10 Action Steps for Allyship

The following suggestions are excerpted from our book, Teaching Pride Forward: Building LGBTQ+ Allyship in English Language Teaching. This list is not exhaustive. We welcome other future research studies, pedagogical enACTSment, and policymaking to complicate, multiply, and build allyship with us. 

Here are 10 action steps for educators to apply as they engage with their ELT colleagues and professional communities (Trinh, de Olivera, & Andrade, 2024, pp. 187–188): 

      1. Calling out: Leaders, along with staff and teaching associations, name, address, and confront homophobic, ableist, xenophobic, and White privilege in public spaces such as meetings, conferences, and events, calling out these discriminatory acts in public and emphasizing that these actions are not accepted and allowed in professional spaces.

      2. Inviting in: Leaders, along with staff, create a culture of belonging for all identities at school by promoting inclusivity and respect for all students, regardless of their race, ethnicity, gender, sexual orientation, religion, shape, or ability. This can be done through various means, such as providing diversity and sensitivity training for staff, implementing inclusive curriculum and policies, and fostering a positive school climate where everyone feels safe and valued. Additionally, actively seeking input and feedback from students and families from diverse backgrounds can help ensure that the school is meeting the needs of all community members.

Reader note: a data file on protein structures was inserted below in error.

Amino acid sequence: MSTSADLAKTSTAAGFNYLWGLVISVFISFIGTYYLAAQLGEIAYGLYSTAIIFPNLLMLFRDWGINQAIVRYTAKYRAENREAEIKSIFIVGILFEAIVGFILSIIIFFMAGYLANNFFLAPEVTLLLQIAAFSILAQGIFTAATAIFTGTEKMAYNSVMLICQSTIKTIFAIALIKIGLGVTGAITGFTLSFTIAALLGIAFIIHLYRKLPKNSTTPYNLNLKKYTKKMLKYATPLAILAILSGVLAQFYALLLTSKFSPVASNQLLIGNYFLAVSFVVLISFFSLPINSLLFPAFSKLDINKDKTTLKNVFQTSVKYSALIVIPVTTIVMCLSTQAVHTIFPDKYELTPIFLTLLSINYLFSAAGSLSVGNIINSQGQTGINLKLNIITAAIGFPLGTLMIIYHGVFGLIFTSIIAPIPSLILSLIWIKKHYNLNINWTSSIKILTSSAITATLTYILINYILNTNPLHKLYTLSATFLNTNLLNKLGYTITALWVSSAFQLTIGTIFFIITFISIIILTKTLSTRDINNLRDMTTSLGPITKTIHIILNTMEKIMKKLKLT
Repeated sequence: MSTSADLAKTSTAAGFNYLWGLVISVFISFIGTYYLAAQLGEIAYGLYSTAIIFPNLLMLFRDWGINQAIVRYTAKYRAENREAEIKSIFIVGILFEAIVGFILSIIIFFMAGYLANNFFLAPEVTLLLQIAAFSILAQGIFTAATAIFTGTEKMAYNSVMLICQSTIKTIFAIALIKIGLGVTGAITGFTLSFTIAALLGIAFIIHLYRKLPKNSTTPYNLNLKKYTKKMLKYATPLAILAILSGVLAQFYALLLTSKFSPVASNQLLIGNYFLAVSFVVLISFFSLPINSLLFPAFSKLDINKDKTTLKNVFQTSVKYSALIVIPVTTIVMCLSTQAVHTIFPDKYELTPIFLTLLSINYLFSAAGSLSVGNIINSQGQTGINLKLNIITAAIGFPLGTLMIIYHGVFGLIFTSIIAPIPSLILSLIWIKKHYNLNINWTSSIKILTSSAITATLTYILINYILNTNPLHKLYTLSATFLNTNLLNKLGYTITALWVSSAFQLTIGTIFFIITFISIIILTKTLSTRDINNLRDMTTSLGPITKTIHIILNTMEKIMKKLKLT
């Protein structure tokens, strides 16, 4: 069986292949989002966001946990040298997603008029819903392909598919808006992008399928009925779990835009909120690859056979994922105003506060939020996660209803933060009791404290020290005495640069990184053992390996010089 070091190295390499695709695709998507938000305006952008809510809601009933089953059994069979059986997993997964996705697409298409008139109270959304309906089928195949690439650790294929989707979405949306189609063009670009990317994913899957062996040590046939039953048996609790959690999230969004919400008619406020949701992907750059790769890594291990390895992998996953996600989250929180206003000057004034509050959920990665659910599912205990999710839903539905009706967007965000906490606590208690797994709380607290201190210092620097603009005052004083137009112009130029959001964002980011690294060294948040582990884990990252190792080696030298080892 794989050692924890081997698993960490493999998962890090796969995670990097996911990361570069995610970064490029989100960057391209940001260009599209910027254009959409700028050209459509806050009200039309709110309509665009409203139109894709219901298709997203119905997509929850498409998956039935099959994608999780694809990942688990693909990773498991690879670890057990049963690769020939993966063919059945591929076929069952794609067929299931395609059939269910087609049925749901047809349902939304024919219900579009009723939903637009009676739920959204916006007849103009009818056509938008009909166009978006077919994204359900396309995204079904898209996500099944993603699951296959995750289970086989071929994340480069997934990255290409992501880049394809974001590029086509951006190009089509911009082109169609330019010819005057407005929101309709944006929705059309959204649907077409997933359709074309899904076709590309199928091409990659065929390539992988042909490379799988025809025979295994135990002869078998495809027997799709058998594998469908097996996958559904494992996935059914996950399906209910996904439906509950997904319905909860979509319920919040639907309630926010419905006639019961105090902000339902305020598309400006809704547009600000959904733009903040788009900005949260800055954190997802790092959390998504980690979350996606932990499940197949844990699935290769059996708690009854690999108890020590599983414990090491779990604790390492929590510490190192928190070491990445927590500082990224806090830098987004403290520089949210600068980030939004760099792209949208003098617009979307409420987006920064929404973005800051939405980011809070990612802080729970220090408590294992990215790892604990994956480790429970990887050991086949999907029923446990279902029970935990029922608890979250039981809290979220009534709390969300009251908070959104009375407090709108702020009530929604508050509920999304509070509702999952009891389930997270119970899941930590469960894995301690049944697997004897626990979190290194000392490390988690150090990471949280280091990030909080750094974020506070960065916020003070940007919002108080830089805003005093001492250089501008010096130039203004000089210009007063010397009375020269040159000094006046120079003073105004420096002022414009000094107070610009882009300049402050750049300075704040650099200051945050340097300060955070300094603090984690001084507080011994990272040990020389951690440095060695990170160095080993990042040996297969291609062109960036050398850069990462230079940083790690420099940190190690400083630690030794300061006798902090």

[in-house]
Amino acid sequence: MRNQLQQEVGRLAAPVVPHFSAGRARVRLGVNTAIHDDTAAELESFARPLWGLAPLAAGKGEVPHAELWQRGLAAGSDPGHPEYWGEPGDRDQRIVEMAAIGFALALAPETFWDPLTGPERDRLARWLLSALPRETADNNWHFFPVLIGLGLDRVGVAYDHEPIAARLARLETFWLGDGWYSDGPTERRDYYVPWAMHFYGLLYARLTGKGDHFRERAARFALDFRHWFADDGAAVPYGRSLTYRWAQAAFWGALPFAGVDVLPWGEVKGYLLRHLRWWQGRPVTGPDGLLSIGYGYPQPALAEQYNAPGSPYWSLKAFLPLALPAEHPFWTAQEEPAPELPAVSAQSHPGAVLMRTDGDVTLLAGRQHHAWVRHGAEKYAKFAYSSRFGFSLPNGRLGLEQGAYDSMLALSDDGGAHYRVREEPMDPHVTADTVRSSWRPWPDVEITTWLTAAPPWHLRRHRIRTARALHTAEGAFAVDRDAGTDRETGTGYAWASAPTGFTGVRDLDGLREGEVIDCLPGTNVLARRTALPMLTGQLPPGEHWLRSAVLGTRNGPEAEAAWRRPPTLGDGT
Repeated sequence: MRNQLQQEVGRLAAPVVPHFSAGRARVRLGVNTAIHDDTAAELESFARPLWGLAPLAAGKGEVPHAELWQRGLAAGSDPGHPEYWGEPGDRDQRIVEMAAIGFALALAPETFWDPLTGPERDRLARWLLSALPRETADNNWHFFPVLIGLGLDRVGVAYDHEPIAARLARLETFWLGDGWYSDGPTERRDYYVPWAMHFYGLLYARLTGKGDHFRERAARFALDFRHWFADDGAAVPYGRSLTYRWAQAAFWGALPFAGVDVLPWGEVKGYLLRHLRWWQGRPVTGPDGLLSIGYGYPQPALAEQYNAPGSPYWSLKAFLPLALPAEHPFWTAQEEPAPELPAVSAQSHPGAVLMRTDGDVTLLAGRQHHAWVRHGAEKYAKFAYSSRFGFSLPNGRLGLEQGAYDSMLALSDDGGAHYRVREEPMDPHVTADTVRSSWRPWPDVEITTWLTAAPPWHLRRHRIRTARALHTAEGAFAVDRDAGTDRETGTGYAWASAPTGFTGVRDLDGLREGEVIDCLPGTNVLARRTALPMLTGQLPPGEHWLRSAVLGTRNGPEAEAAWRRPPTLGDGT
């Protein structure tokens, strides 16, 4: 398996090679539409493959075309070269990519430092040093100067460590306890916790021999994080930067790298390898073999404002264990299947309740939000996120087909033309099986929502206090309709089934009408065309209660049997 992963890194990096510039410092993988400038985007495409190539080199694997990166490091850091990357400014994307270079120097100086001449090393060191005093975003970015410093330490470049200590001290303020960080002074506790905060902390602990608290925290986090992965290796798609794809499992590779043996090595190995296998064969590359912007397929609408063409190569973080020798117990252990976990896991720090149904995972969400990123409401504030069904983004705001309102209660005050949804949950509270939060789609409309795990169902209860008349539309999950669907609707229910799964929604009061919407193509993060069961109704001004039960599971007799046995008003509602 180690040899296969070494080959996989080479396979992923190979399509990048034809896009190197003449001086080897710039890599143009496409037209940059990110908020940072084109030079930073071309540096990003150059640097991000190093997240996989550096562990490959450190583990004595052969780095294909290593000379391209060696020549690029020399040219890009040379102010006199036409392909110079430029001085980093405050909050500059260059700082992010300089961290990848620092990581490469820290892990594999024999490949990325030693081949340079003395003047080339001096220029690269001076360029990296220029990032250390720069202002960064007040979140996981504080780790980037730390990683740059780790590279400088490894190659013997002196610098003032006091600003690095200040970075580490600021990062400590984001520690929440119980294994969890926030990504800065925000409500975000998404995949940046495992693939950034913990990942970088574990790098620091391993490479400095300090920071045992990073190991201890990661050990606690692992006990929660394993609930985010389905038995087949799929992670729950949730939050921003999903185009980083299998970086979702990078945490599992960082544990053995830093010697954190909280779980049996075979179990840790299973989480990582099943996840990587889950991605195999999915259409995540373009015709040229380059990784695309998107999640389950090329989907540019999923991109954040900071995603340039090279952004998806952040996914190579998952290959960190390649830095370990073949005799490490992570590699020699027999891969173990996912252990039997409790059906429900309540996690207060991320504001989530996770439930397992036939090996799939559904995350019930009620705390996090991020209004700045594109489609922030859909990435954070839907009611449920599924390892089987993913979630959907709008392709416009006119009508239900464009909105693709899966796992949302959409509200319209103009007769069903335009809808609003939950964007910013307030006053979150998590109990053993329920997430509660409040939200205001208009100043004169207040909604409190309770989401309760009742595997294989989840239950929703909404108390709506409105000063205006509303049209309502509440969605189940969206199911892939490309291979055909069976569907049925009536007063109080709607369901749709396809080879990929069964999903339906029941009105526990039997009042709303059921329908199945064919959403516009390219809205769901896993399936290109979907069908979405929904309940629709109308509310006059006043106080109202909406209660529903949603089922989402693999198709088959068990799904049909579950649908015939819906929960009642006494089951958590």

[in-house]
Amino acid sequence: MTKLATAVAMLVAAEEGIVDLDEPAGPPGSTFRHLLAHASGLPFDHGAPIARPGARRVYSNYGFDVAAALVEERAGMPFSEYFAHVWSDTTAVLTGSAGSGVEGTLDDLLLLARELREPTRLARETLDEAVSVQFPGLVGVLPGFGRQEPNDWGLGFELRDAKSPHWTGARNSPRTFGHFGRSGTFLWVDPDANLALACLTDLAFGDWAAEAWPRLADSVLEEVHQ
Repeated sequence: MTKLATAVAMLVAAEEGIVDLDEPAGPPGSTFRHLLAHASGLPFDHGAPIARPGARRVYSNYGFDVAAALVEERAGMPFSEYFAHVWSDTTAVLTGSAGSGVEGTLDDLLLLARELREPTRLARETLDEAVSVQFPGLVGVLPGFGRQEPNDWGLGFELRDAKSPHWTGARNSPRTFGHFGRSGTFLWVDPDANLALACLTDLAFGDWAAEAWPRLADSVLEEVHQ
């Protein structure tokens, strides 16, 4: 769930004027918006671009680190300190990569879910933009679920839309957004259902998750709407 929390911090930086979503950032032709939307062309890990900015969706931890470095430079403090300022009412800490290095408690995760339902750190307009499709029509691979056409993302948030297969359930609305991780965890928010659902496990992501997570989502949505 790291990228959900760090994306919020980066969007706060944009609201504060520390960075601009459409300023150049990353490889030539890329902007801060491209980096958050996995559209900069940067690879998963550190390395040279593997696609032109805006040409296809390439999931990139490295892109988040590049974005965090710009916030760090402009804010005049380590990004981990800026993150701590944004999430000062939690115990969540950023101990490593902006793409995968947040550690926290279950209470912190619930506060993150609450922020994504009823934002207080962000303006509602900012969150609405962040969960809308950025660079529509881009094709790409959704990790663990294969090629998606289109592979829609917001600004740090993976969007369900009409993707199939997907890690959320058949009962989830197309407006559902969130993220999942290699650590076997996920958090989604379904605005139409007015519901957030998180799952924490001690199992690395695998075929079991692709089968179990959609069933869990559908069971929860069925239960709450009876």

3. Using critical storytelling: Leaders and staff use critical storytelling in professional spaces by inviting local queer communities to discuss challenges faced by queer individuals and suggest how to support their communities. Queer performance is another activity that shows cultural, social, pedagogical, and political validation to queer individuals.

      4. Inquiring one’s self: Critical love involves self-reflection and examination of one’s own biases and privileges, which ask ELT organizations and leaders to identify and address the ways in which they may inadvertently perpetuate homophobia, transphobia, and biphobia. Leaders and staff actively listen to and value the perspectives and experiences of queer individuals and take action to address and challenge discrimination and injustice.

      5. Amplifying minoritized voices: Professional organizations encourage and amplify the voices of minoritized individuals within their organizations, particularly those from the queer community.

      6. Using inclusive language: Leaders in ELT organizations advocate for the use of inclusive language in their professional organizations, such as using gender-neutral terms and avoiding language that is offensive or harmful to the queer community.

      7. Hiring: Leaders in ELT professional communities ensure that their organization’s hiring practices are inclusive and diverse and that the workplace is free from discrimination based on sexual orientation and gender identity.

      8. Providing professional development: Organization leaders offer professional development opportunities for employees to learn about queer issues and to develop their skills in working with and supporting the queer community.

      9. Creating a safe space: Teachers, leaders, and associations create a culture of allyship in their professional organization, where everyone feels comfortable and supported in bringing their authentic selves to work.